Fight clubWant the body of a bare-knuckle fighter without having to get in the ring? Personal trainer Tim Drummond offers these long-term, sustainable guidelines for achieving the ultimate fighter’s physique
If a male client says he wants to change his body shape and appearance, one of the first things I ask him is, who does he ideally want to look like? After the initial male embarrassment, which invariably comes with talking about other men, one name crops up more often than any other, Brad Pitt in Fight club. Most men don’t want to look like a body builder, but instead want a lean, muscular look with defined abs and a sculpted, proportional physique. While this takes some dedication, with the right strategies you can achieve dramatic results and get the body of Brad Pitt, without having to fight to the death.1. Start with the end in mindDo you have a final goal? Set a specific and measureable target, and have a set time frame, for example, ‘within five weeks I will drop three per cent body-fat and by six months I will be under 10 per cent.’ With many of my clients, we write these down on a ‘results contract’ and we both sign it. Then I get my client to ask someone close to them to countersign the contract, further reinforcing personal responsibility.2. Take photosBefore and after photos make a great motivational tool and let’s be honest, men love seeing themselves looking leaner every month. By re-taking every four weeks you will see the changes as they happen. When I send over their monthly photos, this really motivates my clients and they always come to the session raring to get to the next level.3. NutritionIt is a de-motivating and thankless task attempting to out-train poor nutrition. Try to stick to meat, fish, nuts, eggs, fruits and veg. Eliminating all the sugar and starchy carbohydrates from your diet stops blood sugar spikes and in turn controls insulin production. This way the body stores fewer calories as fat. Proteins and fats also make you feel fuller, which will stop you craving sweet things. A diet based on animal produce supplemented with fruit and veg will easily give you enough protein, so no need to count protein grams anymore. 4. Get eight hours of sleep a night I can’t understate the effect sleep has on body composition. Poor quality and quantity of sleep lead to increased body-fat and decreased muscle. Of particular importance is the influence of the stress hormone cortisol. Cortisol has an inverse relationship with testosterone, as they are both synthesised from the same limited building blocks. More cortisol equals less testosterone. And higher testosterone equals less body-fat and more muscle. 5. Drink less alcohol A biggy; most people are aware that alcohol has empty calories in it; but the most damaging effect is actually that drinking leads to bad decisions. No evening meal on the night out until that kebab or burger on the way home, less sleep, a fry up breakfast, then if it was a really heavy night then maybe a pizza later that day. This behaviour, allied with the effect alcohol consumption has on blood sugar levels, puts the body in a consistent fat-storing mode for at least 36 hours. Alcohol also wreaks havoc with your testosterone production and causes your body to increase oestrogen levels (hence man-boobs!) 6. Make a commitment Getting lean isn’t easy, it takes motivation and dedication. ‘Success is simple. First, you decide what you want specifically; and second, you decide you’re willing to pay the price to make it happen - and then pay that price.’ says Bunker Hunt, and as a successful oil billionaire, he should know. Heed Hunt’s good advice; decide what you need to do; then do it. Set the rules and get into the right habits. I have devised a commitment matrix, which sets out from the beginning what level of commitment is needed to reach a clients goal. Include nutrition, alcohol, sleep and training days. Do something similar yourself and it will have a massive effect on the results you get. 7. Get in the habit One of the most common things I hear is, ‘I find it hard to make the time to train four or five times a week’. Treat training sessions like important business appointments. Put them in your diary so they become a priority. Habits take about 21 days to build and getting to the gym soon becomes an essential part of your weekly routine. 8. Lift weights three to four times a week Resistance training is the number one training stimulus when seeking body-fat loss. Training with weights elevates your RMR (resting metabolic rate). This will in turn make you both leaner and more muscular, so for this period tone down the cardio and concentrate on weights. If you have been doing more than two cardio sessions per week, research has shown that cutting volume by one third to do resistance training actually improves running performance, while changing body composition. But don’t be tempted to train more than five times a week. Less is often more; while it varies depending on the person, four to five sessions a week is generally the optimum amount. The ‘training’ effect happens in the times not in the gym, so give your body enough time to rest and re-build. 9. Tempo and rest Whatever training programme you follow, the two variables that men often discount are rest and tempo. Wanting to bench as much as possible, men often do whatever they can just to get the most weight on the bar and get to their eight reps. This can lead to letting the bar drop too quickly, and then when they’ve finished the set waiting two to three minutes before they feel strong enough to go again. All good programmes will advise on tempo and rest periods. If they say something like 301, this means a lowering, or eccentric, portion of three seconds, no pause at the bottom, and then a push portion, or concentric, of one second. It will mean lifting less weight but your real goals, lean muscle development, will go through the roof. 10. Get yourself a good personal trainer Following the above protocols will make you lean and muscular. However, if you are still unsure, make use of professional knowledge. Seek a PT who specialises in lean muscle development, and ask for references from past clients who have seen results. They should be able to provide you with some. If they can’t, go elsewhere.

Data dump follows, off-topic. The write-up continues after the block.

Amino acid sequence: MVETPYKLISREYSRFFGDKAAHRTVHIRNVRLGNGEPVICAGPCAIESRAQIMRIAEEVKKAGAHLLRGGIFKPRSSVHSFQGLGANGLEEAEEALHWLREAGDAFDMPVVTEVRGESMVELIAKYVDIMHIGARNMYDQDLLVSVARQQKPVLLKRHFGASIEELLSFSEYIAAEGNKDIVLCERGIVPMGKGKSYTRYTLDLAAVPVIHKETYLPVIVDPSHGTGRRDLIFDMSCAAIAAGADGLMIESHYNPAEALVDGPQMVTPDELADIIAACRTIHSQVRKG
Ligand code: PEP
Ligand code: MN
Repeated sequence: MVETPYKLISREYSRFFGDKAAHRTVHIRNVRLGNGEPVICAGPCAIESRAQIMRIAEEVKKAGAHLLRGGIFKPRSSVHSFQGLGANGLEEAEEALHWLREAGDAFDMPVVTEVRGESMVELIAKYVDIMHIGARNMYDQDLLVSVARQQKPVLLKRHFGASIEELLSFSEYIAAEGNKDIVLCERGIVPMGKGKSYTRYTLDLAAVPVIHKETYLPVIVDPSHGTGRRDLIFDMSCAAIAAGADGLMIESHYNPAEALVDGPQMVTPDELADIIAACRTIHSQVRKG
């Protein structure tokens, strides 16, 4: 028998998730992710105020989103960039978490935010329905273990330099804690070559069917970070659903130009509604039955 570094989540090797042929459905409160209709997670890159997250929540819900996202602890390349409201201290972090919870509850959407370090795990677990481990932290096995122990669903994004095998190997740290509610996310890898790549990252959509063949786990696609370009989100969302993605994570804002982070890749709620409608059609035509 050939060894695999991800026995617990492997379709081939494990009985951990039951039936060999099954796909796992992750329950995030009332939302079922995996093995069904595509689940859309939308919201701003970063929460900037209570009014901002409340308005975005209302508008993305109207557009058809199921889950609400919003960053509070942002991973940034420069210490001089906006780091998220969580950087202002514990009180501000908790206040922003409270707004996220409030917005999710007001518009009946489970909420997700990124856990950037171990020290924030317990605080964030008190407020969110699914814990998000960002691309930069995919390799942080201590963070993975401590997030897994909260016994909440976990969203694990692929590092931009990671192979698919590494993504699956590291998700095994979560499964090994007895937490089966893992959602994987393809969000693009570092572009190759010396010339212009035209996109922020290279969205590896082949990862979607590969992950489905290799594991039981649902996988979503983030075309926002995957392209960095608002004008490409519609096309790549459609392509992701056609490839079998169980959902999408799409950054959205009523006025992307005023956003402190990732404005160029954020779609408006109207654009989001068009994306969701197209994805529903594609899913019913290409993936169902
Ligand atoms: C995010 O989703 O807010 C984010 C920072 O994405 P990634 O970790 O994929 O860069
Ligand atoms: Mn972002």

For a personalised consultation with personal trainer Tim Drummond at his Mayfair studio in London, call 07823 697605, email email@example.com or check out his facebook page